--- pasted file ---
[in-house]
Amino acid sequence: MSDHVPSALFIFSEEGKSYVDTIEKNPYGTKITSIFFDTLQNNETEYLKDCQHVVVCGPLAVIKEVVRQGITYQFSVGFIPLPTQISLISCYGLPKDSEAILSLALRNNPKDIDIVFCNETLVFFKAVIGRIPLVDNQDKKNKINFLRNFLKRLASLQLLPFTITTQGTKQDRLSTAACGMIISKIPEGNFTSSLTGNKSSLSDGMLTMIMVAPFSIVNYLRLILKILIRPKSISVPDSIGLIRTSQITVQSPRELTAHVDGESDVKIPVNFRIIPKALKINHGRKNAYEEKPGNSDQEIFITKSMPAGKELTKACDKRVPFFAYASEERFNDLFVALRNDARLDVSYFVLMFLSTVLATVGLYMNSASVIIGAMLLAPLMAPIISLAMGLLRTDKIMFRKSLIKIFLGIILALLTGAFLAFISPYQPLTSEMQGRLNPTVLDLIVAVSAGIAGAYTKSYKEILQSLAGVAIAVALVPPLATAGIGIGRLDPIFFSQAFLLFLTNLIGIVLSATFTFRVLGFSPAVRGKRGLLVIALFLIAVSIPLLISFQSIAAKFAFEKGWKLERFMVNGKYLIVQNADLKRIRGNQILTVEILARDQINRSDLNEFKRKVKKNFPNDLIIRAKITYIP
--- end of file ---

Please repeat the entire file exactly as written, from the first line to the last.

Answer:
[in-house]
Amino acid sequence: MSDHVPSALFIFSEEGKSYVDTIEKNPYGTKITSIFFDTLQNNETEYLKDCQHVVVCGPLAVIKEVVRQGITYQFSVGFIPLPTQISLISCYGLPKDSEAILSLALRNNPKDIDIVFCNETLVFFKAVIGRIPLVDNQDKKNKINFLRNFLKRLASLQLLPFTITTQGTKQDRLSTAACGMIISKIPEGNFTSSLTGNKSSLSDGMLTMIMVAPFSIVNYLRLILKILIRPKSISVPDSIGLIRTSQITVQSPRELTAHVDGESDVKIPVNFRIIPKALKINHGRKNAYEEKPGNSDQEIFITKSMPAGKELTKACDKRVPFFAYASEERFNDLFVALRNDARLDVSYFVLMFLSTVLATVGLYMNSASVIIGAMLLAPLMAPIISLAMGLLRTDKIMFRKSLIKIFLGIILALLTGAFLAFISPYQPLTSEMQGRLNPTVLDLIVAVSAGIAGAYTKSYKEILQSLAGVAIAVALVPPLATAGIGIGRLDPIFFSQAFLLFLTNLIGIVLSATFTFRVLGFSPAVRGKRGLLVIALFLIAVSIPLLISFQSIAAKFAFEKGWKLERFMVNGKYLIVQNADLKRIRGNQILTVEILARDQINRSDLNEFKRKVKKNFPNDLIIRAKITYIP